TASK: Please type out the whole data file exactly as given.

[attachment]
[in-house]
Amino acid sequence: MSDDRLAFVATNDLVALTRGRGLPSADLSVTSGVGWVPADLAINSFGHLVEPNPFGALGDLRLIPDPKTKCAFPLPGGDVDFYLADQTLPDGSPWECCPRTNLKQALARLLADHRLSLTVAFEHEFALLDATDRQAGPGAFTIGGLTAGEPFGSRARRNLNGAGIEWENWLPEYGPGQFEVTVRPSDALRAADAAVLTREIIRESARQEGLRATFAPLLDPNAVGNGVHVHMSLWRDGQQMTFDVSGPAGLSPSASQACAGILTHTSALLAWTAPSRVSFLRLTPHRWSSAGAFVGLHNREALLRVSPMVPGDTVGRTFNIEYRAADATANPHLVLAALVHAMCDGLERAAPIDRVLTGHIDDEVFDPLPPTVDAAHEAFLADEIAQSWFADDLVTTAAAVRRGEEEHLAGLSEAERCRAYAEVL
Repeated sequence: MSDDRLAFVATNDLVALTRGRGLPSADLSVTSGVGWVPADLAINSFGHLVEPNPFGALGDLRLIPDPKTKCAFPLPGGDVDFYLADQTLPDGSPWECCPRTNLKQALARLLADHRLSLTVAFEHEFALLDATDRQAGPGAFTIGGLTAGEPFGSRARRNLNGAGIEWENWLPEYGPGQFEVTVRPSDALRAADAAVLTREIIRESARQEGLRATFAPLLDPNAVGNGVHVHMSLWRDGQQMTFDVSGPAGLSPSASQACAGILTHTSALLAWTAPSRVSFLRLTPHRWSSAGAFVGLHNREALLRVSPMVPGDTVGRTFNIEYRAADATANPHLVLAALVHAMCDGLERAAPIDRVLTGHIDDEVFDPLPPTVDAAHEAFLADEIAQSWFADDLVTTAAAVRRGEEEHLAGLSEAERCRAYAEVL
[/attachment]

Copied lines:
[in-house]
Amino acid sequence: MSDDRLAFVATNDLVALTRGRGLPSADLSVTSGVGWVPADLAINSFGHLVEPNPFGALGDLRLIPDPKTKCAFPLPGGDVDFYLADQTLPDGSPWECCPRTNLKQALARLLADHRLSLTVAFEHEFALLDATDRQAGPGAFTIGGLTAGEPFGSRARRNLNGAGIEWENWLPEYGPGQFEVTVRPSDALRAADAAVLTREIIRESARQEGLRATFAPLLDPNAVGNGVHVHMSLWRDGQQMTFDVSGPAGLSPSASQACAGILTHTSALLAWTAPSRVSFLRLTPHRWSSAGAFVGLHNREALLRVSPMVPGDTVGRTFNIEYRAADATANPHLVLAALVHAMCDGLERAAPIDRVLTGHIDDEVFDPLPPTVDAAHEAFLADEIAQSWFADDLVTTAAAVRRGEEEHLAGLSEAERCRAYAEVL
Repeated sequence: MSDDRLAFVATNDLVALTRGRGLPSADLSVTSGVGWVPADLAINSFGHLVEPNPFGALGDLRLIPDPKTKCAFPLPGGDVDFYLADQTLPDGSPWECCPRTNLKQALARLLADHRLSLTVAFEHEFALLDATDRQAGPGAFTIGGLTAGEPFGSRARRNLNGAGIEWENWLPEYGPGQFEVTVRPSDALRAADAAVLTREIIRESARQEGLRATFAPLLDPNAVGNGVHVHMSLWRDGQQMTFDVSGPAGLSPSASQACAGILTHTSALLAWTAPSRVSFLRLTPHRWSSAGAFVGLHNREALLRVSPMVPGDTVGRTFNIEYRAADATANPHLVLAALVHAMCDGLERAAPIDRVLTGHIDDEVFDPLPPTVDAAHEAFLADEIAQSWFADDLVTTAAAVRRGEEEHLAGLSEAERCRAYAEVL